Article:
Sep 03, 2015 Categories: Public Relations & Marketing Tags: Brand Visibility, Corporate Communications, Current Events, News, Strategy

KK-burgerLast week Burger King and McDonald’s had an interesting interaction, which has generated a stream of media attention and been described as a brilliant marketing and public relations play.

Burger King pulled together a large-scale campaign proposing a “peace offering” to McDonald’s in the form of a joint burger called the McWhopper. This idea was put forth to demonstrate that the two global household names could put aside their differences and raise awareness for “Peace One Day,” a day of global unity occurring on September 21.

Burger King presented its proposal in the form of a McWhopper website with strong content, including videos, design samples and an open letter to McDonald’s describing the opportunity. While most consumers found this to be a genius idea, it became apparent McDonald’s did not feel the same when they responded with a Facebook post in which they politely declined, noting the two companies had an opportunity to “do something much bigger” to raise awareness for a global effort.

This response from McDonald’s ultimately received a decent amount of backlash and the company was criticized for the content of its response, where it was posted and a lack of transparency when it came to the “bigger effort” to raise awareness. It’s extremely important for companies to consider these types of factors when constructing a public response and to anticipate the various reactions it might receive, both positive and negative.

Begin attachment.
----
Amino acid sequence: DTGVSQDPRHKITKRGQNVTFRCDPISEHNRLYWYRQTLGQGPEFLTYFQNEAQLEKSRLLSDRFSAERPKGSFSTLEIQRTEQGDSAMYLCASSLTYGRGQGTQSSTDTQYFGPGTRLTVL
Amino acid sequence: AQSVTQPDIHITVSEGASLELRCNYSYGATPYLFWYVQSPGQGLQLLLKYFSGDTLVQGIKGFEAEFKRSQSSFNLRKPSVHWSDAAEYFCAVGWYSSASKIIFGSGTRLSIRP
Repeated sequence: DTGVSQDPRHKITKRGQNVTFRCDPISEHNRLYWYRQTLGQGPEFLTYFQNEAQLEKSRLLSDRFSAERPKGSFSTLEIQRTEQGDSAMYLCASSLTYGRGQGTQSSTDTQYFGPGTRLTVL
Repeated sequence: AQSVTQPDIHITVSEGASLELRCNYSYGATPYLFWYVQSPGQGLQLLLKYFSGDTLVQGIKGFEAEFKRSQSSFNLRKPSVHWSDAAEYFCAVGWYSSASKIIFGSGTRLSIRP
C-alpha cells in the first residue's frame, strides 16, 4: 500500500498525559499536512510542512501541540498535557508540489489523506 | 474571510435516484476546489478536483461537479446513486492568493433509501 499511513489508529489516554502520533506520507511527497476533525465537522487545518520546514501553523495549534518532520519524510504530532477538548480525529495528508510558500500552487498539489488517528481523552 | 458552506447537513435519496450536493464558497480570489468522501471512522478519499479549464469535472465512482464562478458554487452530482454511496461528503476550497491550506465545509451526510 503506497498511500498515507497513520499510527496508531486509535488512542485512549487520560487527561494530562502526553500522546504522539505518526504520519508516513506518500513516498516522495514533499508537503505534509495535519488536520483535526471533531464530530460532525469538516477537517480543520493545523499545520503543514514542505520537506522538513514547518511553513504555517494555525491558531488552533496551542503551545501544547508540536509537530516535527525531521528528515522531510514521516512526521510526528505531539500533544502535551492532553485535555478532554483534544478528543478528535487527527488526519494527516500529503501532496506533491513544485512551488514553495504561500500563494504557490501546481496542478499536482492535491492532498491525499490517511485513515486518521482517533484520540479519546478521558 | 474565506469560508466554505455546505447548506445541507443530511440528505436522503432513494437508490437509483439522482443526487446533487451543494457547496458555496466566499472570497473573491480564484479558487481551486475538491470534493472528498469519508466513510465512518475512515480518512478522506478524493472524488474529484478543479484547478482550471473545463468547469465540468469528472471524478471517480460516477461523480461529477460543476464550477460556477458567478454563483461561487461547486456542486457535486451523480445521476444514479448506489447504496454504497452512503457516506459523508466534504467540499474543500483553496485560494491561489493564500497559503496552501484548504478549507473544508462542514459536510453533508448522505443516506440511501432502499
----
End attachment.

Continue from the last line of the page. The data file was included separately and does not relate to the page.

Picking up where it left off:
So why was this campaign successful for Burger King?

Regardless of the response Burger King would receive from McDonald’s, the fast-food chain set itself up for success. By tying the campaign to a meaningful cause, that was relatively unheard of prior to this event, Burger King was able to demonstrate their thought leadership and dedication to corporate social responsibility in a way that had not yet been explored.

Burger King also knew that a McWhopper would be universally appealing and attract widespread attention regardless of whether McDonald’s was fully on board. It was clear this would effectively garner media coverage and spark a conversation among consumers.

The other brands that offered to jump on the bandwagon following McDonald’s pass only generated further hype around the campaign. Denny’s even took out a full page ad in USA TODAY and The New York Times to show their support. Krystal, Wayback Burgers and Giraffas also took to social media to creatively express their support for a partnership.

Ultimately, Burger King was able to continue the “peace offering” conversation past the average news cycle and solidify its role as a leader in the fast-food industry by demonstrating its creative and unique approach to marketing and social responsibility.

-Kelsey Keegan

Photo via Flickr account pointnshoot